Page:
So I’m learning from this trip and my Mysore trip that it’s a good thing I never had an interest in being a travel agent, I’m just not so good at planning vacations… Whomp whomp. I’m in Delhi now with Phil and arrived here two days ago without much of a plan. As a result, we’ve ended up spending more money and not really maximized our time (I’m typically one who maximizes pretty well so I’m gettin a little stir crazy here…). However, lesson learned, AND, I’m still in Delhi and having a great time in the big picture of life so no complaints to be had…
            We’ve done a bit of site seeing around the city Red Fort, the biggest mosque in India, Connaught Place, India Gate, and Old Delhi. Overall this city seems to get a pretty bad rep relative to what we’ve experienced. The people have been nice enough, the metro system is probably the nicest one I’ve ever been on (even beats Europe and NYC), and the weather has even been fine (even though it’s raining a bit now). I’m not sure this is a city I’d be inclined to travel to again but I can certainly see why someone would want to live and work here.
            Without a doubt the best part of our trip so far was the day trip we took yesterday to Agra. We first stopped at Agra Fort, then a little shopping center, then we went to the TAJ MAHAL!!!  The most appropriate word to describe it is breathtaking. Literally breathtaking. I actually had to remind myself to exhale after first glance… As I’ve mentioned before, sometimes I worry that all my fortune and travels have jaded me to life’s beauties but that certainly wasn’t the case yesterday at the Taj. My wish for everyone reading this is that you too have the opportunity one day to be able to treat yourself to visit this site… truly remarkable…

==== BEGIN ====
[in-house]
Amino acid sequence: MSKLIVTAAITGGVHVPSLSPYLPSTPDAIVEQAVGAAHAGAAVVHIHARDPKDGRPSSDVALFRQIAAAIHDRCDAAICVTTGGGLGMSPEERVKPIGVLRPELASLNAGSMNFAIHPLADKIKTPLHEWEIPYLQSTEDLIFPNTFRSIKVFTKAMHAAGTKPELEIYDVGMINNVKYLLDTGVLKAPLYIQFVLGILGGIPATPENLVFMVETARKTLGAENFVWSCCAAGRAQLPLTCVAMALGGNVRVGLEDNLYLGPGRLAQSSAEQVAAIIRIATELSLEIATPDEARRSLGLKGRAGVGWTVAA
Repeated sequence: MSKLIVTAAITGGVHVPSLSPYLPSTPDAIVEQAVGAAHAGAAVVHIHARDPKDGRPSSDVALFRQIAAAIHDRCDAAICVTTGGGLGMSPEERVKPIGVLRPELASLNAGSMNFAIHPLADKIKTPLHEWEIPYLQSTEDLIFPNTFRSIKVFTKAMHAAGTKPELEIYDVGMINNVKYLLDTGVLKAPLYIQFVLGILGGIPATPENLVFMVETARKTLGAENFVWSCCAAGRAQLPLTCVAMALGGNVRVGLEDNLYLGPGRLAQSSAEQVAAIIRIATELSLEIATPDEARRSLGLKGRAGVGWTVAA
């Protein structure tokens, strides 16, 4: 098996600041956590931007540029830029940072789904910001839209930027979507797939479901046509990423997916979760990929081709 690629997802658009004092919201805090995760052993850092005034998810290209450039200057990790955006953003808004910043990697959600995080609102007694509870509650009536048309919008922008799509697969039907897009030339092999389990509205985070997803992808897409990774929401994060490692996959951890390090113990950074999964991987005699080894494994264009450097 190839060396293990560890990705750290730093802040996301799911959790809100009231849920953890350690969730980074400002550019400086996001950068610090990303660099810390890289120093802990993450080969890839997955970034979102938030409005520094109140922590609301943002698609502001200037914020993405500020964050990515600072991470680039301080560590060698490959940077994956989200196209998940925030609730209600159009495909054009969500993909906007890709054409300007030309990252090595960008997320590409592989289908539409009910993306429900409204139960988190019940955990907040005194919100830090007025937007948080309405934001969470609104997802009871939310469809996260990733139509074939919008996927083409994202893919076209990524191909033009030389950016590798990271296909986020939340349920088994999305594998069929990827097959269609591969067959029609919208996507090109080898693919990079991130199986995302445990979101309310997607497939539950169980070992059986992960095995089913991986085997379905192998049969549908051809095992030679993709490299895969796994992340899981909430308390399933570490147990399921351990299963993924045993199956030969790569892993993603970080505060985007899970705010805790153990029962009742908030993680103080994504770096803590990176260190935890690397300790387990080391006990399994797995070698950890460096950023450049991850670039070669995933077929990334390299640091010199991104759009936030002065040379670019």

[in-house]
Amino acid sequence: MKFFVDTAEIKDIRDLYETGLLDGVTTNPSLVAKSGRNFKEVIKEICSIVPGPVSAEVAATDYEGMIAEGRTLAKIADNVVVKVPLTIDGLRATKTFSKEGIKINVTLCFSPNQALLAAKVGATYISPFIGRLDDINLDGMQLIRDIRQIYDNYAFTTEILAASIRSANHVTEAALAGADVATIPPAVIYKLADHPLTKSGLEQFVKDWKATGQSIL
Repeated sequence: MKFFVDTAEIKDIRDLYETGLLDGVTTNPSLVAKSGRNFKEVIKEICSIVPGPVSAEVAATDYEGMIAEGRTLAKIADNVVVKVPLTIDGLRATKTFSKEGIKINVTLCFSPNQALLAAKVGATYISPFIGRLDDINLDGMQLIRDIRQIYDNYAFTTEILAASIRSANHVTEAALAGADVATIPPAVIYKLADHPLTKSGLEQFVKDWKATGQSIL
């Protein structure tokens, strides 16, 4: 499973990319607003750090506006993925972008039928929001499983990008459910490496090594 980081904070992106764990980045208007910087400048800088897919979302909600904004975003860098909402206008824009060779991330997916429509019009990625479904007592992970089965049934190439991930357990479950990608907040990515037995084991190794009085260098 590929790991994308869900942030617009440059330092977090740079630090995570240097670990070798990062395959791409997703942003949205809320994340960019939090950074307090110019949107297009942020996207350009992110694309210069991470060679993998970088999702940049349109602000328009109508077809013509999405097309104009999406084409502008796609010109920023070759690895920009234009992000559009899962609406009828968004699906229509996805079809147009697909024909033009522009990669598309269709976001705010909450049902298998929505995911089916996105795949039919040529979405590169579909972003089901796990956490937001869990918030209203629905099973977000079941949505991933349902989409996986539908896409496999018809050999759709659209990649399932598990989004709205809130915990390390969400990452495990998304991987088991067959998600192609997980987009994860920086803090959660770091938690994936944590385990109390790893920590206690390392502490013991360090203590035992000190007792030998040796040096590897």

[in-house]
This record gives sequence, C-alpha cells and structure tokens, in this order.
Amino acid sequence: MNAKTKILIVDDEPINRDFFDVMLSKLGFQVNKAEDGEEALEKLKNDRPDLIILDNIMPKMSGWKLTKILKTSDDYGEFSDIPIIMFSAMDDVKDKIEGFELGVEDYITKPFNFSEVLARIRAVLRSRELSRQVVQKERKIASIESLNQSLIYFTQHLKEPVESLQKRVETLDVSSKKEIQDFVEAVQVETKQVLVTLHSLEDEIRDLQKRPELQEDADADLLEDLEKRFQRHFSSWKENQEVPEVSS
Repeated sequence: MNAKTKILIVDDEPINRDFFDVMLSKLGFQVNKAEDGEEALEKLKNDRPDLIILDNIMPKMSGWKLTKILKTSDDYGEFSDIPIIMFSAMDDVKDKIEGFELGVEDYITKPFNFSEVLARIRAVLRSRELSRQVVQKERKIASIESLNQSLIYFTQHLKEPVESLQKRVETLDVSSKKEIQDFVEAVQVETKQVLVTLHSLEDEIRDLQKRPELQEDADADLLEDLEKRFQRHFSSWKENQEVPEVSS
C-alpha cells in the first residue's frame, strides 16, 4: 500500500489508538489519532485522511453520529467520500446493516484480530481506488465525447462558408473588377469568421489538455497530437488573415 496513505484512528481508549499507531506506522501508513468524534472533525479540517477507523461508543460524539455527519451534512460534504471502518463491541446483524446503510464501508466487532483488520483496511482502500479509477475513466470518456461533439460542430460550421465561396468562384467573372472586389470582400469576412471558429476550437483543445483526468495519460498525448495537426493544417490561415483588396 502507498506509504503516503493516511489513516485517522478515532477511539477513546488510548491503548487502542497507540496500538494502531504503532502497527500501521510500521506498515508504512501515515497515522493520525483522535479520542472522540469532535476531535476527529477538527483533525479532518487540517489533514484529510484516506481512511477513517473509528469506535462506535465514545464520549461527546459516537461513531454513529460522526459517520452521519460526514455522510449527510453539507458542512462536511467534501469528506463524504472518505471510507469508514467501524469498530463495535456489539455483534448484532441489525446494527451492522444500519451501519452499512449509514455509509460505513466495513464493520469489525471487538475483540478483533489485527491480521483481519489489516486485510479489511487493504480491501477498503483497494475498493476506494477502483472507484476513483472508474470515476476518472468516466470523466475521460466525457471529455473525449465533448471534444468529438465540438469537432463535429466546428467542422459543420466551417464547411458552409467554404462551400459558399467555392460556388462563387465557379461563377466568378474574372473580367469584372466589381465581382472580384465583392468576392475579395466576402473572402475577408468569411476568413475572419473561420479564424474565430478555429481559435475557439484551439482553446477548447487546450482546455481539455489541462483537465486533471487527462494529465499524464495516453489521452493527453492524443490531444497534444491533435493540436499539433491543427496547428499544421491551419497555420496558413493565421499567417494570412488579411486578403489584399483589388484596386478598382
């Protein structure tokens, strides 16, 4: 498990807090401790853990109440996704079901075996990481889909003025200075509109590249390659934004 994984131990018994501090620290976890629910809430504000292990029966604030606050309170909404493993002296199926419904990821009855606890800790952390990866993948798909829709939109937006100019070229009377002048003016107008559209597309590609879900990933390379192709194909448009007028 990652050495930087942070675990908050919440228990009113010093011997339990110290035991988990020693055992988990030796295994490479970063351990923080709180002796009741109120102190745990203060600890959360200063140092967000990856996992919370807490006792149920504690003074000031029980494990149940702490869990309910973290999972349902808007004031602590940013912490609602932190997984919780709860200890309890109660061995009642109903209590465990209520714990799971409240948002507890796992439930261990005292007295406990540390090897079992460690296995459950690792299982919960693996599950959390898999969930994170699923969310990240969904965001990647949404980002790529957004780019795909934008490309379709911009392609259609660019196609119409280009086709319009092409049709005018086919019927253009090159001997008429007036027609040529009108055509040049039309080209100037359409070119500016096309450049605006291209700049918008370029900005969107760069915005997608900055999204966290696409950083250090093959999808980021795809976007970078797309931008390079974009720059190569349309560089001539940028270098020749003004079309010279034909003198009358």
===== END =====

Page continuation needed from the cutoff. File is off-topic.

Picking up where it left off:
What’s Upcoming…

            So in just a few hours we’ll be heading to the bus station to leave Delhi and head to Pushkar (in Central Rajasthan, Southwest of here). It’s supposedly similar to Hampi in that it caters to tourists, it’s full of rooftop restaurants where you can spend the day just chilling out, and it’s really inexpensive. Our 4 other roommates will be meeting us there at the end of the week so we can all go to a wedding together on Friday and Saturday (Indian wedding are the beeeeeeeeeeest! Can’t wait!) and then Saturday night we’ll take an overnight bus back to Delhi to grab our flight to Goa!!!  We’ll spend all of next week there just beach-ing and safari-ing it up and a few of our friends from Hyderabad are planning on meeting us there for our last few days in India as well. My life is good… no, it’s great… I wouldn’t change a thing.
            We arrive in Israel on Feb 27 and will have a few days to get settled in our apartment and culturally adjusted. We start Ulpan that Monday, which we’ll be doing 12 hours a week for 4 weeks. The second week we’re in Israel we’ll be attending a leadership workshop produced by MASA and then when we return on week 3 we’ll finally be getting started with our new internships. I’m not yet sure what work I’ll be doing but my hope is to work with an organization there that provides support to bereaved families who have lost relatives in military duty. As a Jewish-American I can’t think of much more meaningful work than that.

Soooo…. That’s the long and the short of it for now. I’ve done a pretty good job this past hour procrastinating finishing up my project so it’s probably about time I get back to it.  Much much love to all you at home. I love and miss you all so incredibly much! While I’m really enjoying my time here I look so forward to the day I get back to Chicago (and then Nashville) and can see you each in person and just be together.

Giant hugs and so much love to all of you!

Saturday, February 5, 2011